Researchers in Britain have found that abnormalities in the brain may make some people more likely to become drug addicts.
Experts were previously unsure whether it was the drugs that altered the wiring of the brain, or if brains were wired differently in the first place.
Now scientists at the University of Cambridge have found the same differences in the brains of addicts and their non-addicted brothers and sisters.
Their findings have been published in the journal Science.
The BBC's science editor says it has long been established that the brains of drug addicts have some differences to other people, but explaining that finding has been more difficult.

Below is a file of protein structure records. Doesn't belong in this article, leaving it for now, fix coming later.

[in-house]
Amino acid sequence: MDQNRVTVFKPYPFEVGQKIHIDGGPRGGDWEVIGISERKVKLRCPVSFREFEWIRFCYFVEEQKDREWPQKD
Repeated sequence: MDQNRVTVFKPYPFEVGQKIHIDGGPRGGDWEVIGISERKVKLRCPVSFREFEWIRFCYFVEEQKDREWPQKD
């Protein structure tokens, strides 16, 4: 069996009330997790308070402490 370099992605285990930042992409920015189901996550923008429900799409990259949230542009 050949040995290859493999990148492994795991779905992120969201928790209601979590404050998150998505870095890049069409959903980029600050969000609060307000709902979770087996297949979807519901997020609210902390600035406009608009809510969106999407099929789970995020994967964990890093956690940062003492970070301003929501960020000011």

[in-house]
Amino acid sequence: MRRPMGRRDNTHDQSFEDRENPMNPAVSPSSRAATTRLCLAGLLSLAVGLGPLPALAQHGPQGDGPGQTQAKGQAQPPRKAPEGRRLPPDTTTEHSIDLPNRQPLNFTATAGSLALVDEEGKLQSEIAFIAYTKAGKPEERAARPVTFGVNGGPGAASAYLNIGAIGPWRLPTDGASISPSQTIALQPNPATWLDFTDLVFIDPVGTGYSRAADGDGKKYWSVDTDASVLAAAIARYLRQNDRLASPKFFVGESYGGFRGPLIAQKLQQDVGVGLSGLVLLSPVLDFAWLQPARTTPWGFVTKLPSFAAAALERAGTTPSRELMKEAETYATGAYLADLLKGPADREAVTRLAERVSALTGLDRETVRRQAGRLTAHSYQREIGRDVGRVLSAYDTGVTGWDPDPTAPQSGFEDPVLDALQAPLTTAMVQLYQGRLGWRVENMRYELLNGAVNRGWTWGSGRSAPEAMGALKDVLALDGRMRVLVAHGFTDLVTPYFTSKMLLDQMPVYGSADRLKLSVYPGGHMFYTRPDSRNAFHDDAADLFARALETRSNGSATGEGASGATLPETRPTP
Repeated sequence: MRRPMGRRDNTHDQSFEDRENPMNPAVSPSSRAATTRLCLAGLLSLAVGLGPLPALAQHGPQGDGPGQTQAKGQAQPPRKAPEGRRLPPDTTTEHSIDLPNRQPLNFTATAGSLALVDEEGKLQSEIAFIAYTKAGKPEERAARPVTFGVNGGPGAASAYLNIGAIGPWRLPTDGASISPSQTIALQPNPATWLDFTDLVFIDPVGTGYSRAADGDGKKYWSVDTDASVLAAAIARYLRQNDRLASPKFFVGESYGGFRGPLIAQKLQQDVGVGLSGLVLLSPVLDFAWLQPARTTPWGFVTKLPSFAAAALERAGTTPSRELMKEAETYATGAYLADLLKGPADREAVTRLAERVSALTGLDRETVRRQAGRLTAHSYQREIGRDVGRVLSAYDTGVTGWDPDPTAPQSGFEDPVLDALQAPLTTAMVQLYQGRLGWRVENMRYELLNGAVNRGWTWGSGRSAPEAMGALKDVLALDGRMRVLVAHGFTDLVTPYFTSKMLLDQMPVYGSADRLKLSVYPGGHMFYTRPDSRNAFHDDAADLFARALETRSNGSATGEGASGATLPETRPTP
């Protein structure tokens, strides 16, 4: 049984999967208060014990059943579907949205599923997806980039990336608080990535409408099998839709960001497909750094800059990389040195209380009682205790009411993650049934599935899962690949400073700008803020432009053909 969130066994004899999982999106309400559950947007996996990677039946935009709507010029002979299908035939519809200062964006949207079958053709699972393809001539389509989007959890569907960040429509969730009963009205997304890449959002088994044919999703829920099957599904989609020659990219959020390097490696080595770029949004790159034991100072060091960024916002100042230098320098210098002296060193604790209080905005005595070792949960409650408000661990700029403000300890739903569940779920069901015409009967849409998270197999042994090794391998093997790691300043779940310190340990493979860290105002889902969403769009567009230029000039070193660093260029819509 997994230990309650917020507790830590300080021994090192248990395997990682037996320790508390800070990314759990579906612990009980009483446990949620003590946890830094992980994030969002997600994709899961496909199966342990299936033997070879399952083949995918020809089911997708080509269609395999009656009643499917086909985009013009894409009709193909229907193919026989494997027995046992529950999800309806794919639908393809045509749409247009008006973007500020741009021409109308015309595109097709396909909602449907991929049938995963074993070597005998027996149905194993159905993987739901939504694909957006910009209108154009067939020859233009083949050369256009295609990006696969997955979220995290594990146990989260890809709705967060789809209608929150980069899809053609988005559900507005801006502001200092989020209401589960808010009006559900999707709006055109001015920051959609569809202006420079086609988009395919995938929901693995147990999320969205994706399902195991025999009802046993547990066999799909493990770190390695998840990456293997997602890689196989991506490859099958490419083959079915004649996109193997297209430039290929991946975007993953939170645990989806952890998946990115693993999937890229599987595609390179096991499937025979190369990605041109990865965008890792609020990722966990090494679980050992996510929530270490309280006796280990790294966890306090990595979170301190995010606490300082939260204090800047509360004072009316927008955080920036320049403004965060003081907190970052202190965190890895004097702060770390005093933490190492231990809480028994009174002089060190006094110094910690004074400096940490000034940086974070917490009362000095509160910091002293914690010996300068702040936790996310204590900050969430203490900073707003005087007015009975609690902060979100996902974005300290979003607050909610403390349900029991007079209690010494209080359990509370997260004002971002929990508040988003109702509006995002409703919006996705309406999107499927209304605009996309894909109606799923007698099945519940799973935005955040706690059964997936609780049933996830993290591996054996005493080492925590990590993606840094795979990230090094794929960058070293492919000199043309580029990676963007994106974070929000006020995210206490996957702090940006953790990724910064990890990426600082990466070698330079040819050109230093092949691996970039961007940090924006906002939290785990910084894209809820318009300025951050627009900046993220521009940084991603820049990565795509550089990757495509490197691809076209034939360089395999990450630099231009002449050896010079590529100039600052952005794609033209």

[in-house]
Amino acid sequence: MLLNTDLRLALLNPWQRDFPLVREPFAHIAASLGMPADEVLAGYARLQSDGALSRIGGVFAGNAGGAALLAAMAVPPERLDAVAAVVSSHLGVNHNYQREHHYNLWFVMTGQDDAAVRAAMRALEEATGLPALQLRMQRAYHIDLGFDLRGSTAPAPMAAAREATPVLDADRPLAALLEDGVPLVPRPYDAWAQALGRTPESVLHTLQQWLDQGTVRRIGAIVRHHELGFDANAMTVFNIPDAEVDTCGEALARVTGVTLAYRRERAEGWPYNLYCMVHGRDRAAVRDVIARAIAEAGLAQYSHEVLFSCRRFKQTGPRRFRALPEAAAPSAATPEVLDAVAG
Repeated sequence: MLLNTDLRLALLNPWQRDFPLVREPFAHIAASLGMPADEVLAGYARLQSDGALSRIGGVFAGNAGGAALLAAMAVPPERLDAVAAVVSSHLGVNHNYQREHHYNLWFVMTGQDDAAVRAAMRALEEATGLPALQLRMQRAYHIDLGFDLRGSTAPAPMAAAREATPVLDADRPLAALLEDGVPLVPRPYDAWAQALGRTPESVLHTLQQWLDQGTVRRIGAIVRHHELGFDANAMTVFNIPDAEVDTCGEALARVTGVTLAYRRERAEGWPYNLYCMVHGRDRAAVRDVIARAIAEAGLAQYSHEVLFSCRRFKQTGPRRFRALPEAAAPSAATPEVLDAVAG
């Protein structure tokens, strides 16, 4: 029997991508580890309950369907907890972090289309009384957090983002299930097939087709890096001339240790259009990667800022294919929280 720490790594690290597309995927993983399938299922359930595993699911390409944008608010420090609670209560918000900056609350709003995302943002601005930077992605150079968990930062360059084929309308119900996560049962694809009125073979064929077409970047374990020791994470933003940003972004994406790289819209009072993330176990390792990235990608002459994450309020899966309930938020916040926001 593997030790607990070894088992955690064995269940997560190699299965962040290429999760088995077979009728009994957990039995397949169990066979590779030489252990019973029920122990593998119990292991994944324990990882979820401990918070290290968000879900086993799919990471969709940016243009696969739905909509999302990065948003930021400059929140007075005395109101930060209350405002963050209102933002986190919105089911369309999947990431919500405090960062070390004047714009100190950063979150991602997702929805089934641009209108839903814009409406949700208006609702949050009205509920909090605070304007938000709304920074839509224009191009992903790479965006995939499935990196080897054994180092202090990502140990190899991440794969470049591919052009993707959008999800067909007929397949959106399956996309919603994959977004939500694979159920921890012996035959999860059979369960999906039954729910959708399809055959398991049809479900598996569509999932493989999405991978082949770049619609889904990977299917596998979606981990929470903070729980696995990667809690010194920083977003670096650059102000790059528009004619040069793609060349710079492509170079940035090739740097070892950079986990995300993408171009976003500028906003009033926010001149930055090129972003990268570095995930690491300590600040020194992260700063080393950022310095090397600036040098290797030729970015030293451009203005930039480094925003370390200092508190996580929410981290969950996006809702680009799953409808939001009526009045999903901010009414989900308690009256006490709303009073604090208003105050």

The brains of 50 cocaine or crack addicts were compared with the brain of their brother or sister, who had always been clean.
Both the addicts and the non-addict siblings had the same abnormalities in the region of the brain which controls behaviour, the fronto-striatal systems.
The suggestion is that these brains may be "hard-wired" for addiction in the first place.
The study was funded by the Medical Research Council,